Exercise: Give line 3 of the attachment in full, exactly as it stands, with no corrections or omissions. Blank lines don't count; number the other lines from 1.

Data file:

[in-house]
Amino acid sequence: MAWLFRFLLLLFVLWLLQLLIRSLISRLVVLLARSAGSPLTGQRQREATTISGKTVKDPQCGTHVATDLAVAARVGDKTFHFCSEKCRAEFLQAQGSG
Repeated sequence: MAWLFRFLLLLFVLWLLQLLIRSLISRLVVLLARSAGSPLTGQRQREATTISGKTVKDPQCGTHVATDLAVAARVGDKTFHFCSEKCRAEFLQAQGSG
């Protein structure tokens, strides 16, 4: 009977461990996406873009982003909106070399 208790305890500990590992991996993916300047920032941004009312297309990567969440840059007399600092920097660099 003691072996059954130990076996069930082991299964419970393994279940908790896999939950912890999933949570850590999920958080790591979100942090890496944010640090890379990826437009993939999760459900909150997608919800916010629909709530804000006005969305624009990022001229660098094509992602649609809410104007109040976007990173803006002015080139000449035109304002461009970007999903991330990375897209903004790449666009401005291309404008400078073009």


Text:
Repeated sequence: MAWLFRFLLLLFVLWLLQLLIRSLISRLVVLLARSAGSPLTGQRQREATTISGKTVKDPQCGTHVATDLAVAARVGDKTFHFCSEKCRAEFLQAQGSG